Google signs a new lease in Manhattan. Amazon hangs out its shingle in Queens. Apple announces a $1 billion campus in Austin. It seems that all the tech titans are planting their flags in vibrant, educated, progressive cities.
As one of the most vibrant, educated, progressive cities in the world, has Boston been left out of the latest flood of technological investment? More important, are we at risk of missing the economic wave of the future?
Not in the least. Boston has attracted world-class companies before, and we’ll do it again. But going after titans is a strategy from the past. Our city’s stakeholders — universities, government, and business leadership — should find a new field in which we lead the way.
The path is clear. We should become the global hub for advances in artificial intelligence. And we already have the blueprint: our experience with the life sciences.
When the first biotechnology seeds took root around Boston in the 1970s, with companies such as Biogen, the region was already fertile ground for an industry based on intellectual advances. No other US city has a business ecosystem that includes so many world-class research universities and teaching hospitals, and, with the arrival of new students, a perennially replenished reservoir of educated talent.
But an initial flowering doesn’t guarantee sustained growth, much less continued leadership. The region’s extraordinary “BioBoom” has been the result of planning and partnership — and also political will.
In 1976, authorities in Cambridge enacted the world’s first local ordinance regulating research with recombinant DNA. Having established a set of rules for the game, it attracted players. Genzyme opened for business in 1981. By 2003, the neighborhood had brought in giants like Novartis. Then, in 2008, Governor Deval Patrick signed legislation to invest $1 billion in the Massachusetts life sciences industry over 10 years.
Beyond discoveries made and lives saved, the economic outcomes have been extraordinary: According to the Massachusetts Biotechnology Council, the life sciences industry now employs more than 100,000 people statewide and, just last year, drew more than triple the venture capital investment it did 10 years ago. This year, Governor Charlie Baker signed a five-year renewal of the plan, adding another $623 million in bond authorization and tax credits.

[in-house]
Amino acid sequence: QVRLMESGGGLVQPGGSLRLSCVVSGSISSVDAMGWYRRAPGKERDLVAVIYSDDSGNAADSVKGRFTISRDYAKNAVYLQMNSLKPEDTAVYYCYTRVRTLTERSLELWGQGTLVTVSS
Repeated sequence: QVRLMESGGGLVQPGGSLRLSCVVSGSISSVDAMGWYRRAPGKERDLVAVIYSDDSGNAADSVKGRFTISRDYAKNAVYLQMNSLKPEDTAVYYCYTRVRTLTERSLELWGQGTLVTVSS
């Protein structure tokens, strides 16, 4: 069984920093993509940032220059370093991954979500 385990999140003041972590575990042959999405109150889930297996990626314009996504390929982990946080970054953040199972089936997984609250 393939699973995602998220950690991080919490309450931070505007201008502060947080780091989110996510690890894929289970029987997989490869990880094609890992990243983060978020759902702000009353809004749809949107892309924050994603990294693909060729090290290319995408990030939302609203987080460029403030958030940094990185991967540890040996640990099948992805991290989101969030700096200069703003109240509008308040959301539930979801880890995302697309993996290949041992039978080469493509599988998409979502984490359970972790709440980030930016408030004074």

Artificial intelligence isn’t exactly like the life sciences; its mission and potential uses aren’t as uniform, and its potential uses have made people understandably wary. Such potential could include eliminating up to half of all existing jobs, spreading virulent misinformation, and unleashing deadly autonomous weapons.
On the other hand, AI could usher in a golden age in which human ills like hunger and disease are relegated to the history books. Boston’s mission-driven universities could help steer the industry toward uses that benefit humankind.
Building a successful AI hub means knowing what to avoid. General Motors’ pending plant closures across the country prove that a community’s reliance on a single institution can be disastrous. Massachusetts’ life sciences industry is flourishing because it isn’t dependent on the health of a monolithic entity, but on a diversity of companies and organizations — MassBio counts more than 1,100 members. In approaching AI, we should cultivate just as wide a field.
The life sciences boom has also taught us what to keep doing, such as cultivating clusters of innovation in the shadow of universities. From startups to venture capital funds to pharmaceutical multinationals, Greater Boston has become home to the world’s densest concentration of life science activity. Talent and innovation attract more talent and kindle more innovation.
Success comes from encouraging the growth of an innovative culture. A new study from Boston Consulting Group found that the “fundamental drivers of AI success” across industries and nations are “innovation cycles measured in months instead of years, a management culture that actively demands AI innovation and is willing to green-light small-scale AI projects, and a cross-functional approach to rapid prototyping.”
The Boston area is already fertile ground. We’re home to established names such as iRobot and Amazon Robotics, as well as startups in conversational AI and autonomous vehicle software. Philanthropists are also stepping up and investing in the future of AI research and education: MIT recently announced plans for a new AI college, while Northeastern just named its fastest-growing college the Khoury College of Computer and Information Sciences.
All of this puts Boston in a perfect position to become the AI capital of the world. Just as we saw with the life sciences boom, well-timed government investments will be a welcome catalyst. We know that competitors overseas — particularly governments across Asia — are making large-scale bets on AI. Instead of courting today’s technological titans, then, let’s act together to create the leading companies of tomorrow.
If it works, perhaps AI can even get our traffic sorted out, too.
Joseph E. Aoun is president of Northeastern University and author of “Robot-Proof: Higher Education in the Age of Artificial Intelligence.”